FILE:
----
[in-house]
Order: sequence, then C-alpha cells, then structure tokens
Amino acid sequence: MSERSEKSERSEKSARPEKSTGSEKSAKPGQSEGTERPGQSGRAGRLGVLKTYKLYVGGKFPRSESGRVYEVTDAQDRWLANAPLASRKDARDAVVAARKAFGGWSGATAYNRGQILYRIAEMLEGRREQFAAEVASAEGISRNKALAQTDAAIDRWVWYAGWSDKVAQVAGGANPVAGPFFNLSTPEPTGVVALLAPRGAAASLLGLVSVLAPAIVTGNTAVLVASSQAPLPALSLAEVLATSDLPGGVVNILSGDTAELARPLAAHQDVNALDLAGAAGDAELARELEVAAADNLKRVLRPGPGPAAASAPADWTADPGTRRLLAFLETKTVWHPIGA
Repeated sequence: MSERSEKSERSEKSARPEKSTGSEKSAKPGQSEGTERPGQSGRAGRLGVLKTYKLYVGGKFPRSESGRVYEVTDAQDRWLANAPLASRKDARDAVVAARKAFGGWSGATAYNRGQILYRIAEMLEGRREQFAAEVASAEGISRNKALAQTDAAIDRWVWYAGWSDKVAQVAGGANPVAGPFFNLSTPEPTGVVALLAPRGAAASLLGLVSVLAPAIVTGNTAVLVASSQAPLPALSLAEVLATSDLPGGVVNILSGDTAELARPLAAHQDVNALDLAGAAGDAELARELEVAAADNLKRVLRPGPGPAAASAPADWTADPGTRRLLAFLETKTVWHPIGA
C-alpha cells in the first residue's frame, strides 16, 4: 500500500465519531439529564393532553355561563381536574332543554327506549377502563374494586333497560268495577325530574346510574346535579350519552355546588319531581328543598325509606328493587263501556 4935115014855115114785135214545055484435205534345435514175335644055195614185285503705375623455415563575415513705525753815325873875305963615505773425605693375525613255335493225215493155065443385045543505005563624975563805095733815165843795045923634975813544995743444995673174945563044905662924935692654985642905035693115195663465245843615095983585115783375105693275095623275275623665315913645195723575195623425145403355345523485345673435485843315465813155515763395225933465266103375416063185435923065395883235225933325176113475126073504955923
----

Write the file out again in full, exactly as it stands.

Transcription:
[in-house]
Order: sequence, then C-alpha cells, then structure tokens
Amino acid sequence: MSERSEKSERSEKSARPEKSTGSEKSAKPGQSEGTERPGQSGRAGRLGVLKTYKLYVGGKFPRSESGRVYEVTDAQDRWLANAPLASRKDARDAVVAARKAFGGWSGATAYNRGQILYRIAEMLEGRREQFAAEVASAEGISRNKALAQTDAAIDRWVWYAGWSDKVAQVAGGANPVAGPFFNLSTPEPTGVVALLAPRGAAASLLGLVSVLAPAIVTGNTAVLVASSQAPLPALSLAEVLATSDLPGGVVNILSGDTAELARPLAAHQDVNALDLAGAAGDAELARELEVAAADNLKRVLRPGPGPAAASAPADWTADPGTRRLLAFLETKTVWHPIGA
Repeated sequence: MSERSEKSERSEKSARPEKSTGSEKSAKPGQSEGTERPGQSGRAGRLGVLKTYKLYVGGKFPRSESGRVYEVTDAQDRWLANAPLASRKDARDAVVAARKAFGGWSGATAYNRGQILYRIAEMLEGRREQFAAEVASAEGISRNKALAQTDAAIDRWVWYAGWSDKVAQVAGGANPVAGPFFNLSTPEPTGVVALLAPRGAAASLLGLVSVLAPAIVTGNTAVLVASSQAPLPALSLAEVLATSDLPGGVVNILSGDTAELARPLAAHQDVNALDLAGAAGDAELARELEVAAADNLKRVLRPGPGPAAASAPADWTADPGTRRLLAFLETKTVWHPIGA
C-alpha cells in the first residue's frame, strides 16, 4: 500500500465519531439529564393532553355561563381536574332543554327506549377502563374494586333497560268495577325530574346510574346535579350519552355546588319531581328543598325509606328493587263501556 4935115014855115114785135214545055484435205534345435514175335644055195614185285503705375623455415563575415513705525753815325873875305963615505773425605693375525613255335493225215493155065443385045543505005563624975563805095733815165843795045923634975813544995743444995673174945563044905662924935692654985642905035693115195663465245843615095983585115783375105693275095623275275623665315913645195723575195623425145403355345523485345673435485843315465813155515763395225933465266103375416063185435923065395883235225933325176113475126073504955923